Future Proofing – again (Robin)

Forgive me for coming back to this again but I have just had the Archivist for the Australian province of another religious order visiting Ballarat to discuss the future of their archival collection, given the reducing number of sisters they have in Australia.  I know we have talked about this ourselves in relation to smaller Loreto provinces, but it is interesting that this problem is now so pressing for some other orders.

We discussed various possibilites for the future custody of such collections, given that the order themselves would not have continued resources to house or manage their collection.  The most archivally sound practice would seem to be that the archives of closed houses and provinces should continue in the custody of the superior agency of the same organisation.  This is not usually practical for international orders, given limited resources available to store and manage extra materials, the expense of moving collections off-shore, not to mention the issue of removal of cultural material from the country of origin.

The only option for this particular order seemed to be the splitting of the collection between archdiocese, diocese, interested collecting archives such as university archives and their central archives.   This seemed to be intuitively a very unsatisfactory option as it would mean that researchers would have difficulty accessing the collection over various different institutions and the rather comforting situation of having the related records in the same facility would be lost.  But perhaps I am being too precious about this.  Perhaps if the intellectual control is sufficient and the possibilty of the digitising of vital records is available, the actual physical location of the records is irrelevant.

However, I still think that a better option would be the formation of an umbrella religious collections archives which could funded by contributing orders, perhaps with some sort of trust fund developed for long term financial security.  The Sisters of Mercy, here, have a web design business which offers services generally but particularly for religious orders.  No idea how this works financially but could this be an interesting model to pursue in regard to an archives storage and management service?

By the way, I was not able to give my visitor much help as I really do not know the answer to the problem.  I only know that this is something that we should be facing sooner rather than later.  The gut reaction seems to be to split the collection and I think this risks the loss of keeping our collections authentic, reliable and useable – the three tenets of archival practice.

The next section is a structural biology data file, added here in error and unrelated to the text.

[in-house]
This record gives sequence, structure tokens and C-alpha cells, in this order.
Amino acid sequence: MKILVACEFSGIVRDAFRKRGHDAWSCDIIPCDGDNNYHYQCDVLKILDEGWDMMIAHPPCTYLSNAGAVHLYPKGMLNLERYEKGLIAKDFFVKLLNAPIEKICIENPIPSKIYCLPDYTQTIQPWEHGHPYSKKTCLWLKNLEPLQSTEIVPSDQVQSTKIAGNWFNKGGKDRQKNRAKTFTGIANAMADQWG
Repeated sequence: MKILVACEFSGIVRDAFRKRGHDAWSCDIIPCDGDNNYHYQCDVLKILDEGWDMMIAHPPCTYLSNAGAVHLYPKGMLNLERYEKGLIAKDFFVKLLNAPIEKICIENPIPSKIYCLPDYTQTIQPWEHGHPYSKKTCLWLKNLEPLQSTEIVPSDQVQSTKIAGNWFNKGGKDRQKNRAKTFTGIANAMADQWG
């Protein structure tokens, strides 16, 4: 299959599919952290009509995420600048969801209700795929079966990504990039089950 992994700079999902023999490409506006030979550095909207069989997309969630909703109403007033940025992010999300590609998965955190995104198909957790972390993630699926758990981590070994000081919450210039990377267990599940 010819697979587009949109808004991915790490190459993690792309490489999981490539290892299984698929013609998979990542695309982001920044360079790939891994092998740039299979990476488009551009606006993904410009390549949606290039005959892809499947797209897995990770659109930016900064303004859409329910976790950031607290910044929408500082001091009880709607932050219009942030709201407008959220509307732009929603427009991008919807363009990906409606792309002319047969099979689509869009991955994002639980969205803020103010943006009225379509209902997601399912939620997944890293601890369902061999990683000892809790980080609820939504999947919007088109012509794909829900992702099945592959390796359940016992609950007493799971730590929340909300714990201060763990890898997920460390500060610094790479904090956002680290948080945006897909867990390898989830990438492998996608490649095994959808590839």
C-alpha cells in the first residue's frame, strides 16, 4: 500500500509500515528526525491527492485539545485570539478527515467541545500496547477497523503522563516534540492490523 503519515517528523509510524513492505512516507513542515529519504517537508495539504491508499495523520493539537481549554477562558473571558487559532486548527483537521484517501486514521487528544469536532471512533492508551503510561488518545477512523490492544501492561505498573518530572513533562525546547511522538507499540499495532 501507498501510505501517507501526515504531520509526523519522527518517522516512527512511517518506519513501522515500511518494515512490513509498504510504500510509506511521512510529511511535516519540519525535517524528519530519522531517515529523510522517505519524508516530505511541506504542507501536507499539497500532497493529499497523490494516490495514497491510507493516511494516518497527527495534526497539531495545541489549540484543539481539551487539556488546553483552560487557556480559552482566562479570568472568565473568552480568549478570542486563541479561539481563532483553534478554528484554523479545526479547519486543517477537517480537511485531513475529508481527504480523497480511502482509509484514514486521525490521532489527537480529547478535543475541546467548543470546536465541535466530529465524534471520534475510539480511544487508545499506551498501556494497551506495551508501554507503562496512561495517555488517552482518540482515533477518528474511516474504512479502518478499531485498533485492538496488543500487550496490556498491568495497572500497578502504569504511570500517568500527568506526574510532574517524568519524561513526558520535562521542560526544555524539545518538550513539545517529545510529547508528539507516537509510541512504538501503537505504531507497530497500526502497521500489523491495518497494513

Just wondering if you have had heard what other religous order might be doing or if anyone has approached you with the question.


2 thoughts on “Future Proofing – again (Robin)

  1. Hi Robin & Michelle,
    I seem to be always apologising for the delay in replying to your posts, checking the blog is usually a Friday afternoon task, seems a fitting activity for Fridays I think!

    Robin your query is certainly thought provoking, and as you rightly point out something that both the archivists and governing bodies of religious institutions need to consider.

    My instinctive response is that, I am not in favour of the splitting of collections, and that it should really only be considered as an option of last resort. The authenticity and integrity of the collections would surely be compromised by such an action, despite efforts to establish and maintain intellectual control over the material.

    This issue has been informally discussed in archival circles in Ireland, and to date one shared archival repository for religious institutions has been established. The Delgany Archive in Co. Carlow, cares for the collections of the Brigidine Sisters, Presentation Brothers, the RC diocese of Kildare and Leighlin and Carlow College. A single archivist runs the archive. http://www.delanyarchive.ie/index.html

    I’m not quite sure when it was set up, but is a fairly recent development. In the case of this archive, I (think) there is a common link between the religious institutions in the person of Dr Daniel Delany, Bishop of Kildare and Leighlin 1747 – 1814; who I am guessing oversaw and encouraged the establishment of the Brigidine Sisters, Patrician Brothers and the Carlow College in the early 19th century.

    Similarly, a number of years ago, one of the third level institutes in Ireland began to engage with religious orders with the hope of establishing a shared archive. One of the proposals I think was, that each order would (continue) to employ their own archivist to manage their collections, so it was just the physical space and related resources that would be shared. I’m not sure how far discussions advanced, but the shared archive didn’t materialise.